The issue stems from the fact that there are two penalties for the same infraction. If a red light camera catches you in the act, you put $158 in an envelope and send it to the court. That's it, no points, nothing. If you get caught by an officer, however, you will have to pay $264 and get three points on your license, which usually means having to do a four hour traffic school.
Judge Fred Berman declared police-written red light citations unconstitutional because of the stiffer penalties. He said it violated equal protection clauses in both the U.S. and Florida Constitutions.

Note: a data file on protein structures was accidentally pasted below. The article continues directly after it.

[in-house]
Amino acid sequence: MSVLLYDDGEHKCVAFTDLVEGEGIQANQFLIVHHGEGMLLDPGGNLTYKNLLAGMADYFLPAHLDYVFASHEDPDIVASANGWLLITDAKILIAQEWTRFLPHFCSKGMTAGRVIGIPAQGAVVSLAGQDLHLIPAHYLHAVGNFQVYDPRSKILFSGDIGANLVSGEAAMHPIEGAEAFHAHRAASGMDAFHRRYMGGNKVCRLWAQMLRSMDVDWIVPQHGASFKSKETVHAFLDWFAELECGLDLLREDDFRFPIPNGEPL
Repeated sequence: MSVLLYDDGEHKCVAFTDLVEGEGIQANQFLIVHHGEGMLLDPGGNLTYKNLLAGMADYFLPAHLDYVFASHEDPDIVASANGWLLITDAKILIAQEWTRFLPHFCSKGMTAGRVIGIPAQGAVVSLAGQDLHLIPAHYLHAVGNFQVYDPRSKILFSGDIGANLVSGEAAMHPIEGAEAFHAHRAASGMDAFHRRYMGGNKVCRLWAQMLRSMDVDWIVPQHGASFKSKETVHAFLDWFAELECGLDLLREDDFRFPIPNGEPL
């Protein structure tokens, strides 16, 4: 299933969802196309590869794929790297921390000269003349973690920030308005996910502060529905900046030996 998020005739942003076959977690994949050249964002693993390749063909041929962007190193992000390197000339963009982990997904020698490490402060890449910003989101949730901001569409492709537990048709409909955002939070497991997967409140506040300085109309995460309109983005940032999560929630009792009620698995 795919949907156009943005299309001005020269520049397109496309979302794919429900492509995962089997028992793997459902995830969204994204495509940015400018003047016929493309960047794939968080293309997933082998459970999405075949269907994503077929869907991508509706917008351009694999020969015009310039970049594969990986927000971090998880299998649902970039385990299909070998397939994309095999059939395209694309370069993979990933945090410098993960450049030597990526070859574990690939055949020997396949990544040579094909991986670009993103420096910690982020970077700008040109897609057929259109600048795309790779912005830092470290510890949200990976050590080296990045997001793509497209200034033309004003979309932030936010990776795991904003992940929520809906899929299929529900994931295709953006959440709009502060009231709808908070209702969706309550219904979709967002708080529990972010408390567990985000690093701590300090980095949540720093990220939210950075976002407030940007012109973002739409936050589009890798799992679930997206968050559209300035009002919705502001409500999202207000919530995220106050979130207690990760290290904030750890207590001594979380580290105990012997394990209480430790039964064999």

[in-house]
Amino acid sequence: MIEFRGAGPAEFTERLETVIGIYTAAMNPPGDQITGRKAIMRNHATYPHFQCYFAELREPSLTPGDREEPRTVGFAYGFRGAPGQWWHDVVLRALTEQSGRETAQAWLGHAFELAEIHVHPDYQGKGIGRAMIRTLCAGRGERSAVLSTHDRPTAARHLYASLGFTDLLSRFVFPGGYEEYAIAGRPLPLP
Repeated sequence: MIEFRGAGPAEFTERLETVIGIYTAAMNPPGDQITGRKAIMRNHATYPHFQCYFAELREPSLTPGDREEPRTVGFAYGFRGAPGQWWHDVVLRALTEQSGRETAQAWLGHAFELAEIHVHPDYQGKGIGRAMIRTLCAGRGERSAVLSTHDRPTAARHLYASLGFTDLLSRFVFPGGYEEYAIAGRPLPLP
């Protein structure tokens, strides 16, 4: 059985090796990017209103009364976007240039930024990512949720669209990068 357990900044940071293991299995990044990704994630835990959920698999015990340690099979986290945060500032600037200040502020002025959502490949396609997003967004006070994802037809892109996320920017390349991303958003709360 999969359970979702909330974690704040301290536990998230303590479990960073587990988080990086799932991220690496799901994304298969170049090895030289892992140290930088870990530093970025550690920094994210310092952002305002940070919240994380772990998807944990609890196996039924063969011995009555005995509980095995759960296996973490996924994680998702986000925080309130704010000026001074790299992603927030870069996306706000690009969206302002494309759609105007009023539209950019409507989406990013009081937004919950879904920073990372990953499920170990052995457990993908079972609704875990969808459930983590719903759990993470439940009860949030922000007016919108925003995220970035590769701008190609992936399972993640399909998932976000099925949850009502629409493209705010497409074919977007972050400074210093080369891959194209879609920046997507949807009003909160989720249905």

For years, opponents to red light cameras have claimed that they are installed as cash cows for municipalities. The cameras are good at what they do and are always on the job. If you blow through a red light with a camera watching, you're going to get a nice bill in the mail. Since the fine is relatively low, and there are no points, it's not worth the effort and cost to fight it in court. This saves the court a lot of money because there are less cases to try and generates good revenue for the municipality.
As it is, red light cameras are extremely unpopular with most people. Raising the fine to the same price as an officer written ticket and assessing points will surely not go over well with most people (obviously they wouldn't lower officer written penalties to match camera ones.)
The Florida attorney general's office is appealing the ruling. It will be interesting to see what happens in such a densely populated area. It could have a strong affect on the red light camera usage across America.